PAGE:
The long-term goal is to conduct Naloxone for Opioid Associated Out of Hospital Cardiac Arrest (NOPACA), a randomized, controlled trial to determine the efficacy of naloxone vs. placebo in OA-OHCA. To design NOPACA, the investigators propose a pilot RCT of participants at high risk for OA-OHCA to verify a reasonable recruitment rate; treatment fidelity; and adequate retention and measurement of outcomes at follow up.

Hypothesis: The overall hypothesis is that early EMS administration of naloxone (in addition to standard resuscitation) improves survival in patients in OA-OHCA. The hypothesis of the pilot RCT is that the investigators can feasibly enroll, randomize, administer naloxone, and measure ROSC and survival at hospital discharge.

Aim 1: Determine the ability to enroll and randomize participants into a RCT of naloxone vs. placebo for OA-OHCA.

Aim 2: Determine the ability to deliver the treatments per protocol, after standard initial resuscitation measures (within 5 minutes of initiating CPR and giving the first dose of epinephrine).

Aim 3: Determine the ability to measure primary efficacy outcomes (rate of ROSC at ED arrival and survival at hospital discharge)23 and obtain a preliminary estimate of effect size for the future trial.

Design: Pilot, randomized, parallel group, placebo-controlled trial. Study population: Participants are adults in EMS attended out of hospital cardiac arrest, in whom EMS has initiated ACLS treatment, including ventilation, CPR, and obtain IV/IO access and administered epinephrine. Based on prior research to identify patients at high risk of OA-OHCA, participants meeting less than 60 years old who receive initial resuscitation measures will be eligible for inclusion.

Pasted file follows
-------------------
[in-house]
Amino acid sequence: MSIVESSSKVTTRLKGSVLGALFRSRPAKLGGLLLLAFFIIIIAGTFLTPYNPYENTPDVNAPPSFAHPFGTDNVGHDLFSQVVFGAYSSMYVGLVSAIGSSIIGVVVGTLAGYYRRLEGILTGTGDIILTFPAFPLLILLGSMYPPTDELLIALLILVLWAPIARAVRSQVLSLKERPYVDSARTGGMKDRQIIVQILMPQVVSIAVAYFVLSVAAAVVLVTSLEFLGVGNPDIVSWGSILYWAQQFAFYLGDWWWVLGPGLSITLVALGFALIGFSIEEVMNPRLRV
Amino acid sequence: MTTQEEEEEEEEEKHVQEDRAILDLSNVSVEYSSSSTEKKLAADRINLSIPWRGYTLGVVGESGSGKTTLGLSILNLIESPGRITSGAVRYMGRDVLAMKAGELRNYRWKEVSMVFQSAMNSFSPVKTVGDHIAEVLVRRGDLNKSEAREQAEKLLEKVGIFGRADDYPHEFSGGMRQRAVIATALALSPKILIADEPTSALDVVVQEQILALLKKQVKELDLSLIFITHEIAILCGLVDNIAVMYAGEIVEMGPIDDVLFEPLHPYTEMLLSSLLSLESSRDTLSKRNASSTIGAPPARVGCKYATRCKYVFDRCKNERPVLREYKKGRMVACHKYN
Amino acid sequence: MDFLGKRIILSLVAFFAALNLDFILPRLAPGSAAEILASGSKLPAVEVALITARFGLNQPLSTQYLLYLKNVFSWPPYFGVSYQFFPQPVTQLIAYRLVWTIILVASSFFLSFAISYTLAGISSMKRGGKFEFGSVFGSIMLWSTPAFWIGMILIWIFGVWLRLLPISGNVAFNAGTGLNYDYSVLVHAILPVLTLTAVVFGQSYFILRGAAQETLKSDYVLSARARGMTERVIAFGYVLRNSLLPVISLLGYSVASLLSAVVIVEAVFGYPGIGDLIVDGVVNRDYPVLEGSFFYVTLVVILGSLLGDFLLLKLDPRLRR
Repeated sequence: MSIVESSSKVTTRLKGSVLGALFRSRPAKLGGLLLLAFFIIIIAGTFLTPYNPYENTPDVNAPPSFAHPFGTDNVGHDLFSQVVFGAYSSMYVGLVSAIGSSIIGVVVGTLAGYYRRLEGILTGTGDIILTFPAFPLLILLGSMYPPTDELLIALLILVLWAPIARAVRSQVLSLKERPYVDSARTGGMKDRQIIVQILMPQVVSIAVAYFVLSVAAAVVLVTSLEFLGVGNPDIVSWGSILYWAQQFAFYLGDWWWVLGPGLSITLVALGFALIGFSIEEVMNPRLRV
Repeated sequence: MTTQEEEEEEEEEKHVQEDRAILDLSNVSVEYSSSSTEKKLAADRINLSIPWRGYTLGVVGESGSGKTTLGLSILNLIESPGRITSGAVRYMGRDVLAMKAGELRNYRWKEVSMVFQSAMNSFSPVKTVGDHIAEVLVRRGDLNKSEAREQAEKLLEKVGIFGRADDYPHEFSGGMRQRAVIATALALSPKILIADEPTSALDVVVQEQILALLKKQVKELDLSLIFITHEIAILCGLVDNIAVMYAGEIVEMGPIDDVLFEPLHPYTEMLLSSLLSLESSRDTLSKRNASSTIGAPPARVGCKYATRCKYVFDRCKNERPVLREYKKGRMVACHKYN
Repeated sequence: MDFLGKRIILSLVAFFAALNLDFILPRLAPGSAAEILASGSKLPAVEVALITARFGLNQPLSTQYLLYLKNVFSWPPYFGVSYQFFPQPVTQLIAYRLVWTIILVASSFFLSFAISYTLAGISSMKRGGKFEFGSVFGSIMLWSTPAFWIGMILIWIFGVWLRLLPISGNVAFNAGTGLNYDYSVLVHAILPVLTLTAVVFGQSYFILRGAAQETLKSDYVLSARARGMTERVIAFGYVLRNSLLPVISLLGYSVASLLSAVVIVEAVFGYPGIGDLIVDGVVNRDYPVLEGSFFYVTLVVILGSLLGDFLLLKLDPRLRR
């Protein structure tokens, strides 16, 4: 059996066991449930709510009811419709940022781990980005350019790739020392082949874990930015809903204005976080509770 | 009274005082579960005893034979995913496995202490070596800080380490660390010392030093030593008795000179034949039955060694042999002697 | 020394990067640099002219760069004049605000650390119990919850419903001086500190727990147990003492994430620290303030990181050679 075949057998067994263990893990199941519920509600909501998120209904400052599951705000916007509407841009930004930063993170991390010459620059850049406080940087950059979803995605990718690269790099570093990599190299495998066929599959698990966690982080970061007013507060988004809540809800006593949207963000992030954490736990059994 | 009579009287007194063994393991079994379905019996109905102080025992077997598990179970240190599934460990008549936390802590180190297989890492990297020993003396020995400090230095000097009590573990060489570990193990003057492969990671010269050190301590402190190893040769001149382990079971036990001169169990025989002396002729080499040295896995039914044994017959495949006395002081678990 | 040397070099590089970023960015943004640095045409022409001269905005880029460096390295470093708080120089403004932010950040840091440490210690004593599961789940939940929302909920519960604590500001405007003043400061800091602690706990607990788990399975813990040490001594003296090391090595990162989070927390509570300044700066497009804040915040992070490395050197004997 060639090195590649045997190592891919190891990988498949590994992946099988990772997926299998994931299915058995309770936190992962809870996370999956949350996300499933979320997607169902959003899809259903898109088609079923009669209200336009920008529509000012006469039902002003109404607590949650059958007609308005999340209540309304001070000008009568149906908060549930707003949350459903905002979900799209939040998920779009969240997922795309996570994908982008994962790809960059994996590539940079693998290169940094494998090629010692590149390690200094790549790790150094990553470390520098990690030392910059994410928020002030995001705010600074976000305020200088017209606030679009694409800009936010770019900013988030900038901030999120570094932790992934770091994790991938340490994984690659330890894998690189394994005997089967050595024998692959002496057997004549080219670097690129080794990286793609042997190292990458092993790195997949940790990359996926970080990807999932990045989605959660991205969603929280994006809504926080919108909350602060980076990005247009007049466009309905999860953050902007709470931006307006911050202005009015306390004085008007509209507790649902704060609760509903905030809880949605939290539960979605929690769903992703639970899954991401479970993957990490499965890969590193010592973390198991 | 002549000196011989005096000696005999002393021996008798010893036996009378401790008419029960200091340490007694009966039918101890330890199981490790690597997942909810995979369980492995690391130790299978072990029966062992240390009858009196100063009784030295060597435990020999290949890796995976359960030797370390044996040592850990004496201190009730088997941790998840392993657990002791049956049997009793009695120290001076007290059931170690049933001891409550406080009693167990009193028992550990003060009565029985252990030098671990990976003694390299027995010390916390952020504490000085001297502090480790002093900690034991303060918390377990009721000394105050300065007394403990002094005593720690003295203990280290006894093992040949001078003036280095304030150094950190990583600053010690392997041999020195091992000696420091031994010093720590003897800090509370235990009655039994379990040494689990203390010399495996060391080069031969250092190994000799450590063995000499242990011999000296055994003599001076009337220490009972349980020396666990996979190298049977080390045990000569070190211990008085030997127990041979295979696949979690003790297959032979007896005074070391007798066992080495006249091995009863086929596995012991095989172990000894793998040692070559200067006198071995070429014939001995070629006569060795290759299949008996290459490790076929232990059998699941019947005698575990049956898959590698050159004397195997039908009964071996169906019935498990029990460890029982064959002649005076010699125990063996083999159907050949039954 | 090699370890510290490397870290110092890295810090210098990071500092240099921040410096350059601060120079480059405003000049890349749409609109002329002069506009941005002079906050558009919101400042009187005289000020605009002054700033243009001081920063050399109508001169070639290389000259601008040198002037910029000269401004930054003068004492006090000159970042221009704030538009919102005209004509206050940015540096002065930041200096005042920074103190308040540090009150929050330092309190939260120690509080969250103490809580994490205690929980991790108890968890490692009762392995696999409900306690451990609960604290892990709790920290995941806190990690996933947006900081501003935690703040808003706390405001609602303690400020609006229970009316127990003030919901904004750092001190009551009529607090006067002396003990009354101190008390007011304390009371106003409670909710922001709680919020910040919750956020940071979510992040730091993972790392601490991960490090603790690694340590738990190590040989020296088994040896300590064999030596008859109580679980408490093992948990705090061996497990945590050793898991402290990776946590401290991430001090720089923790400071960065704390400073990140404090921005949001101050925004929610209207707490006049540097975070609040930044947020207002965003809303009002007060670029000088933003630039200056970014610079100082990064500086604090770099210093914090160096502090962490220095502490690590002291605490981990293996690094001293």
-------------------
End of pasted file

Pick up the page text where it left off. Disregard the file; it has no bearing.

Setting: The University of California, San Francisco and San Francisco Fire Department Fire Department.

Intervention: Naloxone 2mg (2ml of 1mg/ml solution) administered by EMS personnel via the IV (or IO) route immediately (within 5 minutes) following the first dose of epinephrine.

Control: Saline 2ml will be supplied in pre-filled syringes within numbered trial treatment packs.

Feasibility outcomes will allow the investigators to determine whether the NOPACA future trial is feasible and estimate how many sites might be needed.

  • Number of EMS treated OHCA patients who meet inclusion criteria per month, with a goal of > 3 per month
  • Proportion of those randomized participants who receive the study drug based on randomization assignment, with a target treatment fidelity ≥ 75%.